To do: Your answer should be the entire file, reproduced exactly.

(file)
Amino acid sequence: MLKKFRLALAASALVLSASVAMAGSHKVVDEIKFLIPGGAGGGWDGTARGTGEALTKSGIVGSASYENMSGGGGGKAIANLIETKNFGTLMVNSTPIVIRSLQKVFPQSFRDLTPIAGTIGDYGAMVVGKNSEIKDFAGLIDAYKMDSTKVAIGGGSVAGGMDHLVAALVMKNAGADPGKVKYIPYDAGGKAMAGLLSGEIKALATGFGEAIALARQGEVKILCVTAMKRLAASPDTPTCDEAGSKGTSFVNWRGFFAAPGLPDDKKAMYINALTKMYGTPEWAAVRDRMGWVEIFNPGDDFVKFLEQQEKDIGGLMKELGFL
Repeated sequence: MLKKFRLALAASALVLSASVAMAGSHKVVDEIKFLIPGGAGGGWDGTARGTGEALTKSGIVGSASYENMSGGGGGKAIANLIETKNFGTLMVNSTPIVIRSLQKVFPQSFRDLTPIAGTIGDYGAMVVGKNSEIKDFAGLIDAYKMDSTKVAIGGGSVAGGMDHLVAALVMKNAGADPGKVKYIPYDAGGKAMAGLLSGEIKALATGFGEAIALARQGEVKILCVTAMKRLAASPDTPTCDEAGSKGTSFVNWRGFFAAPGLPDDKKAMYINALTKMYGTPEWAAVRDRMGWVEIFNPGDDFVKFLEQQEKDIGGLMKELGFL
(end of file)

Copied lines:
Amino acid sequence: MLKKFRLALAASALVLSASVAMAGSHKVVDEIKFLIPGGAGGGWDGTARGTGEALTKSGIVGSASYENMSGGGGGKAIANLIETKNFGTLMVNSTPIVIRSLQKVFPQSFRDLTPIAGTIGDYGAMVVGKNSEIKDFAGLIDAYKMDSTKVAIGGGSVAGGMDHLVAALVMKNAGADPGKVKYIPYDAGGKAMAGLLSGEIKALATGFGEAIALARQGEVKILCVTAMKRLAASPDTPTCDEAGSKGTSFVNWRGFFAAPGLPDDKKAMYINALTKMYGTPEWAAVRDRMGWVEIFNPGDDFVKFLEQQEKDIGGLMKELGFL
Repeated sequence: MLKKFRLALAASALVLSASVAMAGSHKVVDEIKFLIPGGAGGGWDGTARGTGEALTKSGIVGSASYENMSGGGGGKAIANLIETKNFGTLMVNSTPIVIRSLQKVFPQSFRDLTPIAGTIGDYGAMVVGKNSEIKDFAGLIDAYKMDSTKVAIGGGSVAGGMDHLVAALVMKNAGADPGKVKYIPYDAGGKAMAGLLSGEIKALATGFGEAIALARQGEVKILCVTAMKRLAASPDTPTCDEAGSKGTSFVNWRGFFAAPGLPDDKKAMYINALTKMYGTPEWAAVRDRMGWVEIFNPGDDFVKFLEQQEKDIGGLMKELGFL